'Gift of Life' founder Rabbi Haber hospitalized with coronavirus

The Jerusalem rabbi has, over the past decade, become a leading proponent of living kidney donations, people who donate one of their kidneys to a stranger suffering from kidney disease and failure.

Kidney transplant operation at Rambam Hospital in Haifa (photo credit: PIOTR FLITR)
Kidney transplant operation at Rambam Hospital in Haifa
(photo credit: PIOTR FLITR)
Rabbi Yeshayahu Haber, the ultra-Orthodox founder of the "GIft of Life" (Matnat Chaim) NGO, has been hospitalized after testing positive for COVID-19.
According to ultra-Orthodox spokesman and journalist Yerach Toker, Haber is conscious, in stable condition, and is currently hospitalized at Hadassah Hospital in Jerusalem.  
The Jerusalem rabbi has, over the past decade, become a leading proponent of living kidney donations, people who donate one of their kidneys to a stranger suffering from kidney disease and failure.
Haredi Journalist Yerach Toker tweeted a link for a joint online prayer where others could pray for the quick recovery of the Rabbi. 
"It is so exciting to see the tremendous concern, interest and especially the public's prayers for the rabbi's well-being," he said in a tweet, showing that so far, nearly 4000 chapters of Tehilim had been read by 1737 individuals, with the ultimate goal of finishing the book completely, with each person reading one or two chapters.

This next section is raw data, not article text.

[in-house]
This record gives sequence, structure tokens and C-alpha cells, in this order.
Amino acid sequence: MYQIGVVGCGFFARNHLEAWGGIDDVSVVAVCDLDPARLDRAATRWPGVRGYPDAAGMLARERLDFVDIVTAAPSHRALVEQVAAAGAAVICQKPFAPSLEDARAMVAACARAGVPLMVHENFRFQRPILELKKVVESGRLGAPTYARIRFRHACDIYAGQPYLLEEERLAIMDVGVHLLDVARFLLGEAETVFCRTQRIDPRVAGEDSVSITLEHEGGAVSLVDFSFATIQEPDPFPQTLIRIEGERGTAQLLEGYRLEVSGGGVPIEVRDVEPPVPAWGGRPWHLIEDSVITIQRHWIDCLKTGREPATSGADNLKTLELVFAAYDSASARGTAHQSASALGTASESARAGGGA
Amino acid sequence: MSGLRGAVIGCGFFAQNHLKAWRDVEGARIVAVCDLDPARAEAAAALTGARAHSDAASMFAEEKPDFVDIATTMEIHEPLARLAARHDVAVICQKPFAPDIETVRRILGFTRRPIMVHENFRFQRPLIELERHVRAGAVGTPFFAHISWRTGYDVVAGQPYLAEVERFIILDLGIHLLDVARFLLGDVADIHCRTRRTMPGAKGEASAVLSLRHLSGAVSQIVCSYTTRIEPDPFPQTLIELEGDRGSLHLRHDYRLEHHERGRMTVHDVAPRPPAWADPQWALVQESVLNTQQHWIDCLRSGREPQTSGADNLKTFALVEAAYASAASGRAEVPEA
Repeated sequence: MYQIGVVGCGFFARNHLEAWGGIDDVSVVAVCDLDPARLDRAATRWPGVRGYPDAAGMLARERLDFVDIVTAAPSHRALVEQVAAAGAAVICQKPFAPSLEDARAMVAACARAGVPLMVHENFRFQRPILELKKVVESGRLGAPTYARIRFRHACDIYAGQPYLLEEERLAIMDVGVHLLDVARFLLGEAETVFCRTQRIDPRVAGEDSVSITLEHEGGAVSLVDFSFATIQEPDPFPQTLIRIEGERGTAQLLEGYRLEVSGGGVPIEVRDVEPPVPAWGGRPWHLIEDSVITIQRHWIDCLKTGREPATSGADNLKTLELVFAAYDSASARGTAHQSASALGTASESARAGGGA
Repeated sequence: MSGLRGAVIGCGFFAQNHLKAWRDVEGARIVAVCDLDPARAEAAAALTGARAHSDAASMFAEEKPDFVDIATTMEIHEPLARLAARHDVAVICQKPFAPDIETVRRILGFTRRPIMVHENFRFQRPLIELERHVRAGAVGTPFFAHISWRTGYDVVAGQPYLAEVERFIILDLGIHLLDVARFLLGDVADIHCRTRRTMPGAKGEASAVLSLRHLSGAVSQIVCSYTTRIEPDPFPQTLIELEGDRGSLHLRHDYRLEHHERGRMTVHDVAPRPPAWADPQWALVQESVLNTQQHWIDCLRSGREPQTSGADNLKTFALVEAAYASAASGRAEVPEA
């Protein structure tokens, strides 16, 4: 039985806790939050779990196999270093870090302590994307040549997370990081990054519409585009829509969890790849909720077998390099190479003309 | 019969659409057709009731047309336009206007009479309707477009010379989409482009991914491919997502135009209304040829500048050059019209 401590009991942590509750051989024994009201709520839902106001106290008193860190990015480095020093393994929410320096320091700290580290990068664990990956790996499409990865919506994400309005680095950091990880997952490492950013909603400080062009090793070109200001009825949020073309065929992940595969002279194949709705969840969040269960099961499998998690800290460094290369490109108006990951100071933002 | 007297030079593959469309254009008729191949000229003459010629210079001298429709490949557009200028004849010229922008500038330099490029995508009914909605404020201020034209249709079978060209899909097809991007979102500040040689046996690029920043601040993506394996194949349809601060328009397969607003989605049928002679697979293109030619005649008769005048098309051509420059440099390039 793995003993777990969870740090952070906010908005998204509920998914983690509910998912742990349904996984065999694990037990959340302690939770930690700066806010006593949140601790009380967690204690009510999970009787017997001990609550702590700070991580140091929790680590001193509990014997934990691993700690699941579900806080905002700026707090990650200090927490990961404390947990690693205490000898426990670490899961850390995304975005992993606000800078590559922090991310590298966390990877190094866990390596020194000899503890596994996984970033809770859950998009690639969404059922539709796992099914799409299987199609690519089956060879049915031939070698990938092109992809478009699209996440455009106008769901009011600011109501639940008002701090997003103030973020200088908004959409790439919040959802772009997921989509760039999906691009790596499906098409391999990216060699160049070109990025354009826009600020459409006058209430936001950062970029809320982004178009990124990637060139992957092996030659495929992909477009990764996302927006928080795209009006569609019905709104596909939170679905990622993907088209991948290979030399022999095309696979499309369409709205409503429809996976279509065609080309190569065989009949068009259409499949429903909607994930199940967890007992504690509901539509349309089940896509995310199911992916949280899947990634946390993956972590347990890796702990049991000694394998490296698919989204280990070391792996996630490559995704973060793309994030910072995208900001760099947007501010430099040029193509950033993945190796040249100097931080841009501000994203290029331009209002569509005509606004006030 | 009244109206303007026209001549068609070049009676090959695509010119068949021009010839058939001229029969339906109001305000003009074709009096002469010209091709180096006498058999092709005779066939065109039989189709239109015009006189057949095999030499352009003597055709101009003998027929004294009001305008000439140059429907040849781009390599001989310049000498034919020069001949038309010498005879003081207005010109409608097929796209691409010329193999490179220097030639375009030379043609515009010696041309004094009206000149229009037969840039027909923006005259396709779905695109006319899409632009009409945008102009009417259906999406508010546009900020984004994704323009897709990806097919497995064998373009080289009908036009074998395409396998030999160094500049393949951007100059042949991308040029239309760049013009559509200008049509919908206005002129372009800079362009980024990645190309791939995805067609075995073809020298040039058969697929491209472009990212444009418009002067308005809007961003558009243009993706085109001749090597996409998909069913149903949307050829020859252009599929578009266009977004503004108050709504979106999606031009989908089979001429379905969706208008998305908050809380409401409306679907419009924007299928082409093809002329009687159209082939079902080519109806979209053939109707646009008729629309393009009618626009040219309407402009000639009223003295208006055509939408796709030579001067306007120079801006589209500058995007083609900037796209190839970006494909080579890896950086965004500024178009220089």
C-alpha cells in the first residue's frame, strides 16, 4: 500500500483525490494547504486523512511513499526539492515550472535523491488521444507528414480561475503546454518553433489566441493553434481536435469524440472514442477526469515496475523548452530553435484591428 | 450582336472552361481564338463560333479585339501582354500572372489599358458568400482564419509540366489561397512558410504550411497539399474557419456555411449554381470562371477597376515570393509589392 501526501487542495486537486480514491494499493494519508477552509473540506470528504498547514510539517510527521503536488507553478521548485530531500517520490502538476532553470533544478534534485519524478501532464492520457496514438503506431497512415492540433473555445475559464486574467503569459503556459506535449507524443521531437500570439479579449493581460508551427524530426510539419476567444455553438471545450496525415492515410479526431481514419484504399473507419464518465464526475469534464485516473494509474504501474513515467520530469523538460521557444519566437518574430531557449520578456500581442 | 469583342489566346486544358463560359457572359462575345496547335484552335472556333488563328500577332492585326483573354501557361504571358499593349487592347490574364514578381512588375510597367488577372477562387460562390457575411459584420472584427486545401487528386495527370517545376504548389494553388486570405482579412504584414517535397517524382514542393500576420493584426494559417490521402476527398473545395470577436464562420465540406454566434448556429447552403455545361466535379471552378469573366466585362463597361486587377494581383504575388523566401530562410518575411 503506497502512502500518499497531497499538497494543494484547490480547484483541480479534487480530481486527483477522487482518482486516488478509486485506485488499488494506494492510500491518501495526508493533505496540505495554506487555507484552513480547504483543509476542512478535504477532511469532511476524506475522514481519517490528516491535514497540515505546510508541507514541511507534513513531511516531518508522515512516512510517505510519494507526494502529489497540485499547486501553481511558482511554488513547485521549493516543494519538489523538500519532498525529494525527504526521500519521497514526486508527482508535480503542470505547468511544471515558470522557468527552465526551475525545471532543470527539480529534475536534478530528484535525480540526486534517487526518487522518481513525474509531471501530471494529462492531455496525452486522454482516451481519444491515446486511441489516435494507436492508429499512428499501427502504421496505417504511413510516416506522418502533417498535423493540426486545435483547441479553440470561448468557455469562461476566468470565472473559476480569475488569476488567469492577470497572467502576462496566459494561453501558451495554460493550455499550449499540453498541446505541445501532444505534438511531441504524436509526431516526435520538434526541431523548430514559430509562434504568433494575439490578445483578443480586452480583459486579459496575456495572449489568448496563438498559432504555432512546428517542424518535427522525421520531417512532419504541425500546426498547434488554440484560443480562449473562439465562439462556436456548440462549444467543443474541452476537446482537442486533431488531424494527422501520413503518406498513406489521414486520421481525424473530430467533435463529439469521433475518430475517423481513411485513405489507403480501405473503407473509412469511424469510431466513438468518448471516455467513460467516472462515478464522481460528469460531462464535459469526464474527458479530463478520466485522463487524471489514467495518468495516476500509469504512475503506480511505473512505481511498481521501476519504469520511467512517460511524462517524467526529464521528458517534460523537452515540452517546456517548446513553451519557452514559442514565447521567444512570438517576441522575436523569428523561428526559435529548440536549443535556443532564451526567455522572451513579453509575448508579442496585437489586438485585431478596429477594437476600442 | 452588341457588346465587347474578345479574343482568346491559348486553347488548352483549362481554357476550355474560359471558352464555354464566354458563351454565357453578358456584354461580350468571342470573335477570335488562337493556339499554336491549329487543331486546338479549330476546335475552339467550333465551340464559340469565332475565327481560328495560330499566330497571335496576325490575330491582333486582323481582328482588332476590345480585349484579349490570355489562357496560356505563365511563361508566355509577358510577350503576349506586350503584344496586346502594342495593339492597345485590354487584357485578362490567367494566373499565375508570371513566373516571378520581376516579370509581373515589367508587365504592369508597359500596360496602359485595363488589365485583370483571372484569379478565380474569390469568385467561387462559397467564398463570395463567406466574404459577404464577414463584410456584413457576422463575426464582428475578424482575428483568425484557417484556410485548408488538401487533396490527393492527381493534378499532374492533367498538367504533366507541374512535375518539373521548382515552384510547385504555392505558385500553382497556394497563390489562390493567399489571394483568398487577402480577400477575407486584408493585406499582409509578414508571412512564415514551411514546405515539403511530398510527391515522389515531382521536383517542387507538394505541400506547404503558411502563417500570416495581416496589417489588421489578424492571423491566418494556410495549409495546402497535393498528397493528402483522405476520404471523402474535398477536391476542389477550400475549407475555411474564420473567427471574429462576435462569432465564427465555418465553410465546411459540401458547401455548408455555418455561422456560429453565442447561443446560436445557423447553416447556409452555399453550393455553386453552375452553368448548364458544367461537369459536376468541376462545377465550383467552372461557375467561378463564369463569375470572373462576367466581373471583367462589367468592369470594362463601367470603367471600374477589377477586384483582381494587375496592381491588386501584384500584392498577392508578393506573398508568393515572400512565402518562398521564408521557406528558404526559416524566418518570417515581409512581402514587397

"Please continue to pray he recovers soon, so that he is able to continue his revolutionary and rare practice of saving human lives," Toker added.
 
Journalist Ben caspit tweeted his support, saying "I am not a praying man, but if anyone deserves prayers and good health then it is Rabbi Yeshayahu Haber of "Gift of Life," the one from the kidney donations, who is hospitalized with coronavirus in Hadassah. I wish a quick and full recovery for the man who brought life to 800 people."
Rabbi Yeshayahu Haber received his kidney donation twelve years ago. In the time since his operation, Haber and his wife have dedicated themselves to their mission of searching for kidney donors who are willing to help not friends or family members but dialysis patients in Israel whom they have never before met in their lives.